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As Cuomo says he supports fusion voting, commission heads toward ending practice

Governor Cuomo's office
Gov. Andrew Cuomo speaks about fusion voting after an event in Schenectady, where he awarded the city a $10 million state grant for downtown revitalization projects.

Gov. Andrew Cuomo said he’s a supporter of fusion voting, or allowing candidates to run on multiple party lines, even though a commission that he and the Legislature appointed appears headed toward ending the practice. 

Cuomo said he backs fusion voting, and said he has accepted multiple party lines every time he’s run for office.

“So if I didn’t support it, I couldn’t do it,” Cuomo said.

A commission that Cuomo and the Legislature appointed to design a public campaign finance system is looking at limits to cross-party endorsements. The governor’s appointee, Jay Jacobs, who is also the head of the state Democratic Party and de facto chair of the commission, opposes fusion voting.

Both Cuomo and Jacobs have said that too many party lines might make a public finance system too expensive, though advocates say the public money would follow the candidate, not the individual party lines, and so would not cost any extra money.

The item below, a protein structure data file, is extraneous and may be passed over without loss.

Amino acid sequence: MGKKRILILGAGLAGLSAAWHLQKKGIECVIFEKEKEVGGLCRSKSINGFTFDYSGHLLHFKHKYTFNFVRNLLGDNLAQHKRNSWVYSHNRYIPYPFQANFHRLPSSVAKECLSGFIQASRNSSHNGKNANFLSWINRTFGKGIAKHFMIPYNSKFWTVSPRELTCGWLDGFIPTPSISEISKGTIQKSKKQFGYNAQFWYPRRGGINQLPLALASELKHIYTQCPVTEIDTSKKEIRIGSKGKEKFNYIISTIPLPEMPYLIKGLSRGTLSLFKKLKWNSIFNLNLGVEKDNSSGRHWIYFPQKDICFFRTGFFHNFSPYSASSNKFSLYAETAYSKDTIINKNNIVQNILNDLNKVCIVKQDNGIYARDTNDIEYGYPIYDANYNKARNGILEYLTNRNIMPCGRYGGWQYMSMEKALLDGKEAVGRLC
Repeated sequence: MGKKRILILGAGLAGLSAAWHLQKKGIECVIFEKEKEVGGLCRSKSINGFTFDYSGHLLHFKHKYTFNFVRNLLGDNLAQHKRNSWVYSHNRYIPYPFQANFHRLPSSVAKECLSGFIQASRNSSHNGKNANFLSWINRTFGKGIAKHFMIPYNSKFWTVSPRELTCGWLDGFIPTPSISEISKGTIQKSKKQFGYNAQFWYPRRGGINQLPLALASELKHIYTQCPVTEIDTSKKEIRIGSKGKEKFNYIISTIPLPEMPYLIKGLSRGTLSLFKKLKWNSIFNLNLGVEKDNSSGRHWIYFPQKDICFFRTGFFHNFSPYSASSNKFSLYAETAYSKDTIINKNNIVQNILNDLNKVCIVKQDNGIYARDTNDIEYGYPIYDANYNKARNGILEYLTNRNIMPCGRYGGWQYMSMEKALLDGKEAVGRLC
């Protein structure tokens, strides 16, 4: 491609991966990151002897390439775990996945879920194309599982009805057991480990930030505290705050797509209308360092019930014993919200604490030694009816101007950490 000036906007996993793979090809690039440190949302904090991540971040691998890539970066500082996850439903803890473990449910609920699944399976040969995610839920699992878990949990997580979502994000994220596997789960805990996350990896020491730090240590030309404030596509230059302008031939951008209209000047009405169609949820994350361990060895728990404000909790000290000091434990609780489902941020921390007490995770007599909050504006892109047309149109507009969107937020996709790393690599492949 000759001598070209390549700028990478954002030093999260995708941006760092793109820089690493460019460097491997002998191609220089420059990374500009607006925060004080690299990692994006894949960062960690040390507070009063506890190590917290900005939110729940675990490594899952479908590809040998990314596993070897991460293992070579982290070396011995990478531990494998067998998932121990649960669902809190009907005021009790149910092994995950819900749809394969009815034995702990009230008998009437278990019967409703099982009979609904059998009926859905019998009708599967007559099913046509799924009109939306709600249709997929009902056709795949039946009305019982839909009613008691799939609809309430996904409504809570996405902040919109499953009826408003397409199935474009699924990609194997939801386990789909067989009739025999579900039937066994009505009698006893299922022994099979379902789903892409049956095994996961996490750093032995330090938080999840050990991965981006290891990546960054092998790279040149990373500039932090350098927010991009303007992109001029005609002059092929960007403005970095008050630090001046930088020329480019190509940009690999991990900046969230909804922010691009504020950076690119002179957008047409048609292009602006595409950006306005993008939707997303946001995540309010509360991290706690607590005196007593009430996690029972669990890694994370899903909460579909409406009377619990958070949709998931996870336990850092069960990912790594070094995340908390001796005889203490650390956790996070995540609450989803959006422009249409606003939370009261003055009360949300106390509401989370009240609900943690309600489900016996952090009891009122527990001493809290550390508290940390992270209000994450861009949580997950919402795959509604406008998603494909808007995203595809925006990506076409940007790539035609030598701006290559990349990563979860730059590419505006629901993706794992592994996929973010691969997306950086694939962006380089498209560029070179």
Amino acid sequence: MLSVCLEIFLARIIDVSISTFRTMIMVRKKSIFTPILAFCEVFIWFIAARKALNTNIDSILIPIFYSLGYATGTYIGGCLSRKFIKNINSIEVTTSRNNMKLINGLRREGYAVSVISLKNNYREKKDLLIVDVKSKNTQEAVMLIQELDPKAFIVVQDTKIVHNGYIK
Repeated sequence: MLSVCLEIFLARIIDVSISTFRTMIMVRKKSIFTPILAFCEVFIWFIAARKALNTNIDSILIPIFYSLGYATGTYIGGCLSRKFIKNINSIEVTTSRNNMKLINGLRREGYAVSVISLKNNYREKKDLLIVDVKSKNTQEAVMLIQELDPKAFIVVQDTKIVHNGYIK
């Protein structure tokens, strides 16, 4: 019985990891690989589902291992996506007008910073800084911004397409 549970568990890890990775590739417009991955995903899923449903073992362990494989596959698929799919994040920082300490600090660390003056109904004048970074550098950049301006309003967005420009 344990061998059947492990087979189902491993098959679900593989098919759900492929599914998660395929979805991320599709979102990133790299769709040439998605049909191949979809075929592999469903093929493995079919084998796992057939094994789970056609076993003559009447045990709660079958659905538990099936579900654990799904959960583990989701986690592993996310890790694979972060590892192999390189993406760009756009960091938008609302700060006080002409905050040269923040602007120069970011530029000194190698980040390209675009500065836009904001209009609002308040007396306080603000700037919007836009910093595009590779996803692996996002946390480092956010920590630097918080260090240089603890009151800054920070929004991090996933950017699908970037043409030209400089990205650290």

Cuomo said a public campaign finance system will be a very “positive” move, but it needs to mesh with fusion voting.  

“It is up to the commission to design an entire system, and these things have to work together,” Cuomo said.

Cuomo stopped short of saying he would act to change any of the commission’s recommendations if he disagrees with them.  

The commission issues its report the day before Thanksgiving. If the Legislature does not act by late December, the new rules have the force of law.

Karen DeWitt is Capitol Bureau chief for New York State Public Radio, a network of public radio stations in New York state. She has covered state government and politics for the network since 1990.